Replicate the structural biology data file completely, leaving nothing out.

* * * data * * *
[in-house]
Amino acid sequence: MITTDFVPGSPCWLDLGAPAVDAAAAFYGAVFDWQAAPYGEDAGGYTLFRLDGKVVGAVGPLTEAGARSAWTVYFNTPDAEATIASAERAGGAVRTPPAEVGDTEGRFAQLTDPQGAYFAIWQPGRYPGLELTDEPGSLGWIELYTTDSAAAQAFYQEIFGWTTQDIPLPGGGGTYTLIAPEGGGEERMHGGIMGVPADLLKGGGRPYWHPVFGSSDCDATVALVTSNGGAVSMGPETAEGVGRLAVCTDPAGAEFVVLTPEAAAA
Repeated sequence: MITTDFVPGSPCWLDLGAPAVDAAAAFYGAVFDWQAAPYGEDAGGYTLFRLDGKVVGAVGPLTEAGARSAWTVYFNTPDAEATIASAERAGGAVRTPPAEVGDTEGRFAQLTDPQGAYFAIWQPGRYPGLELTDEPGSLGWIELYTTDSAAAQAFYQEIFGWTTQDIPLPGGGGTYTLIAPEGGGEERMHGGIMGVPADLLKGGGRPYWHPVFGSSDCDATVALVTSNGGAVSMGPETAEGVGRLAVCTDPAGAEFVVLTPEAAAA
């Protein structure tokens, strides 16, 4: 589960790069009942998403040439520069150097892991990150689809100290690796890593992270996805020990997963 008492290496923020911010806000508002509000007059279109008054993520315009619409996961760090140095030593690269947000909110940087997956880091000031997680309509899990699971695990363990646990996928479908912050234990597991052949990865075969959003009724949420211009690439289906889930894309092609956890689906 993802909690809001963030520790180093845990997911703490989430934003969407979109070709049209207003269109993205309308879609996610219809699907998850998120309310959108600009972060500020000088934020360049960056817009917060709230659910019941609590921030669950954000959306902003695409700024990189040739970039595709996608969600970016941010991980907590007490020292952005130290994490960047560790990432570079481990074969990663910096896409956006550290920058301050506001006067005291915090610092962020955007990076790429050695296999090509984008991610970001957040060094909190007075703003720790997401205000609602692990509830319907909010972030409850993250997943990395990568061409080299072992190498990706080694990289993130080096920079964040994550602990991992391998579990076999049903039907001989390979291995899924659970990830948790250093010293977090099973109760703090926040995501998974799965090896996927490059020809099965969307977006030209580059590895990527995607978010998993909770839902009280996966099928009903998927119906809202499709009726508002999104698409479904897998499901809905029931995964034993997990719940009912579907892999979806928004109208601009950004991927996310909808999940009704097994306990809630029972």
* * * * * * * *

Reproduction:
[in-house]
Amino acid sequence: MITTDFVPGSPCWLDLGAPAVDAAAAFYGAVFDWQAAPYGEDAGGYTLFRLDGKVVGAVGPLTEAGARSAWTVYFNTPDAEATIASAERAGGAVRTPPAEVGDTEGRFAQLTDPQGAYFAIWQPGRYPGLELTDEPGSLGWIELYTTDSAAAQAFYQEIFGWTTQDIPLPGGGGTYTLIAPEGGGEERMHGGIMGVPADLLKGGGRPYWHPVFGSSDCDATVALVTSNGGAVSMGPETAEGVGRLAVCTDPAGAEFVVLTPEAAAA
Repeated sequence: MITTDFVPGSPCWLDLGAPAVDAAAAFYGAVFDWQAAPYGEDAGGYTLFRLDGKVVGAVGPLTEAGARSAWTVYFNTPDAEATIASAERAGGAVRTPPAEVGDTEGRFAQLTDPQGAYFAIWQPGRYPGLELTDEPGSLGWIELYTTDSAAAQAFYQEIFGWTTQDIPLPGGGGTYTLIAPEGGGEERMHGGIMGVPADLLKGGGRPYWHPVFGSSDCDATVALVTSNGGAVSMGPETAEGVGRLAVCTDPAGAEFVVLTPEAAAA
């Protein structure tokens, strides 16, 4: 589960790069009942998403040439520069150097892991990150689809100290690796890593992270996805020990997963 008492290496923020911010806000508002509000007059279109008054993520315009619409996961760090140095030593690269947000909110940087997956880091000031997680309509899990699971695990363990646990996928479908912050234990597991052949990865075969959003009724949420211009690439289906889930894309092609956890689906 993802909690809001963030520790180093845990997911703490989430934003969407979109070709049209207003269109993205309308879609996610219809699907998850998120309310959108600009972060500020000088934020360049960056817009917060709230659910019941609590921030669950954000959306902003695409700024990189040739970039595709996608969600970016941010991980907590007490020292952005130290994490960047560790990432570079481990074969990663910096896409956006550290920058301050506001006067005291915090610092962020955007990076790429050695296999090509984008991610970001957040060094909190007075703003720790997401205000609602692990509830319907909010972030409850993250997943990395990568061409080299072992190498990706080694990289993130080096920079964040994550602990991992391998579990076999049903039907001989390979291995899924659970990830948790250093010293977090099973109760703090926040995501998974799965090896996927490059020809099965969307977006030209580059590895990527995607978010998993909770839902009280996966099928009903998927119906809202499709009726508002999104698409479904897998499901809905029931995964034993997990719940009912579907892999979806928004109208601009950004991927996310909808999940009704097994306990809630029972």